• The dispute over invoking abusive clauses inserated in banking contracts in the trial of a contestation of the execution - alignment to european trends in the matter

    The number of cases concerning the abusive clauses inserted in banking contracts, trialed in front of the national courts, is a considerable one. It seems like the compliance of the national regulations with the provisions of Directive 93/13 / EEC on 5 April 1993 on unfair terms in consumer contracts, is a difficult process. The purpose of the present study is to observe the current state of the alignment of the national legislation and jurisprudence to the European tendencies in the matter. In particular, we are interested in the admissibility of invoking abusive clauses in the process of a contestation of an execution, since the national case law is not unitary in this regard. Even in theory, opinions are divided. On June 26, 2019, the European Court of Justice expressed its opinion on this matter, in the cause C-407/18, the case of Ales Kuhar, Jožef Kuhar v Addiko Bank d.d. At the end of the study, we aim to point out the main directions set at European level that must be followed by the national legislation and case law of a Member State.

  • About the res judicata authority of the reorganization plan and/or of the measures taken by the judiciary administrator or liquidator within the frame of the insolvency procedure

    This paper examines the legal force of various procedural acts delivered within the frame of the insolvency procedure as regulated by Law 85/2014. The study aims to assert the res judicata effects of the syndic judge judgments and to find out if the related procedural acts approved or scrutinized by the syndic judge or issued by the insolvency administrator or liquidator during the insolvency procedure enjoy such effects, concluding that, while not all these acts enjoy res judicata, all of them have binding legal force upon all participants to the procedure and even upon third parties.

  • International protection in the european union

    This paper concentrates on a few aspects regarding the issues that arose after the massive waves of immigrants' who are in Europe. In this context, the purpose of the paper is to offer a perspective about what is international protection and asks the question: what rights do persons who may be in need of international protection have? It is obvious that the people in need of international protection do not have basic human rights and physical security guaranteed in their home countries and they have been forced to escape from the risk of persecution, inhuman or degrading treatment or other serious human rights violations. In this regard, we will analyze the acquis communautaire that the EU asylum organizations provide for forms of international protection and the corresponding procedure of international protection. We will conclude, stressing that even though the right to asylum is recognized and convergent at the European level and the roots are in the Geneva Convention, the Charter of Fundamental Rights of the EU, and other international and European legal instruments, in reality nowadays proves that there is a divergent tendency in applying the legal aspects to the persons who need international protection.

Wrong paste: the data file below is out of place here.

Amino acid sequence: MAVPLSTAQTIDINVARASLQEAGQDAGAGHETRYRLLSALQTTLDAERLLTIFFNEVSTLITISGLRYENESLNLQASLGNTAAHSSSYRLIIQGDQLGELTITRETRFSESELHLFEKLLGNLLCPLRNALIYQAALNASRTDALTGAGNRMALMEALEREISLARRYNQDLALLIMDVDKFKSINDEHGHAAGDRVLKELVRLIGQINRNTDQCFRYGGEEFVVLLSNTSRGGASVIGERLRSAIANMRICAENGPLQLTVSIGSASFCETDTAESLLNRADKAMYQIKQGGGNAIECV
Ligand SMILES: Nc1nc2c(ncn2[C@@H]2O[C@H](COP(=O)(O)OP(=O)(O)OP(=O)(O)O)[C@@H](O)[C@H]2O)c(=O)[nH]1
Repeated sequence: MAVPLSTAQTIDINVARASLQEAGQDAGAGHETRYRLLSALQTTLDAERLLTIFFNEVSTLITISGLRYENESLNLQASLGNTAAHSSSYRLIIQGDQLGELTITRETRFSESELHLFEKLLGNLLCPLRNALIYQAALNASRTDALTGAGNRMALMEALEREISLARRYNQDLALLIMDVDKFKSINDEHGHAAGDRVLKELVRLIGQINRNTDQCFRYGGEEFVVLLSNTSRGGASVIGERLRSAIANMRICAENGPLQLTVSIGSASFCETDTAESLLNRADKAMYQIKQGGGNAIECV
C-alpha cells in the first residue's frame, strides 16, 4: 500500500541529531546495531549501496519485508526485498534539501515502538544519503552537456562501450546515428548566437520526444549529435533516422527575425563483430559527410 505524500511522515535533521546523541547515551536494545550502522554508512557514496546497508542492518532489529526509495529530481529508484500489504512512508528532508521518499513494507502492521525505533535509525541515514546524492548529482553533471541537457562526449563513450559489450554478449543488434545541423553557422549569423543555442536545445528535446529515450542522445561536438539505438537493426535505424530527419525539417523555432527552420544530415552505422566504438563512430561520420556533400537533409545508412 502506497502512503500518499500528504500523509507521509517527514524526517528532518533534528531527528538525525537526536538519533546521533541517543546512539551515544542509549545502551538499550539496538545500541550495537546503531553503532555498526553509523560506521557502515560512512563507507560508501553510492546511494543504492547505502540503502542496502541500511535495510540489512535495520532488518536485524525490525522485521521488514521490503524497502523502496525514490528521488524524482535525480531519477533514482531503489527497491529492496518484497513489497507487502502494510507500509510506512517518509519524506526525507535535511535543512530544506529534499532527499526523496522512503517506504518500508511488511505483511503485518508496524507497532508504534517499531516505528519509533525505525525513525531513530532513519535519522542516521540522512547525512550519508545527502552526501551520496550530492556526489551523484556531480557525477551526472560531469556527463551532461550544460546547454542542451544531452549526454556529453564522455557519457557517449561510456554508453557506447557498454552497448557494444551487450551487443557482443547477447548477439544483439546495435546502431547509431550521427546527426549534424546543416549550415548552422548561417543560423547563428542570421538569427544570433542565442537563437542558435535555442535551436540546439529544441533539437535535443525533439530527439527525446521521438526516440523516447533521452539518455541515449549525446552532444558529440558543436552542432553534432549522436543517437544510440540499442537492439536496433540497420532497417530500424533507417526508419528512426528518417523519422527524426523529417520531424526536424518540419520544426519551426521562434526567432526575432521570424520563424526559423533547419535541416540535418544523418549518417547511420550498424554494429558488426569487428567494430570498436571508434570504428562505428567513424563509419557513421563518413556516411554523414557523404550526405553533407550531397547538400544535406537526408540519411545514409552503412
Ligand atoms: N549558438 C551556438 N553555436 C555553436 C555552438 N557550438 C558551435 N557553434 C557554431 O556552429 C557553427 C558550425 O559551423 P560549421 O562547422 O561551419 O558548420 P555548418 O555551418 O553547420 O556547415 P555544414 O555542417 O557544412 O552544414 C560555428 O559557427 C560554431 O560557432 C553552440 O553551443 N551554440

• The right to good administration - is the constitutional regulation necessary?

    The constitutional revision from 2003 enriched the patrimony of the fundamental rights and freedoms of Romanian citizens with three such rights and freedoms: the right to a healthy environment, economic freedom and access to culture. More than 16 years after this revision, but also as a member state of the European Union, we consider as an opportunity and necessity, at the same time, a new revision of our fundamental law, a consistent one at this moment, which should take into consideration the consecration of other rights, even by designing the necessary constitutional framework for ensuring and respecting a good administration. Analysing the constitutional provisions of other states, as well as those of the European level, the relevant doctrine and jurisprudence, using research methods such as multidisciplinary, comparative, sociological, empirical or systemic, it will be possible for us to conclude that good administration is one of those indefinite or determinable legal concepts. Being such a concept it is necessary to identify elements that allow us to configure it, elements that we should find in a unitary text in an article of our fundamental law, and through which the right to good administration would be enshrined. Therefore, we appreciate that in a state where the public administration, exercising of its functions and attributions, also had delicate moments in ensuring a good and efficient administration, the consecration of the right to good administration, by exhaustively capturing, as far as possible, the elements the definers of the concept of good administration, is a natural consequence of the constitutional recognition of the rule of law.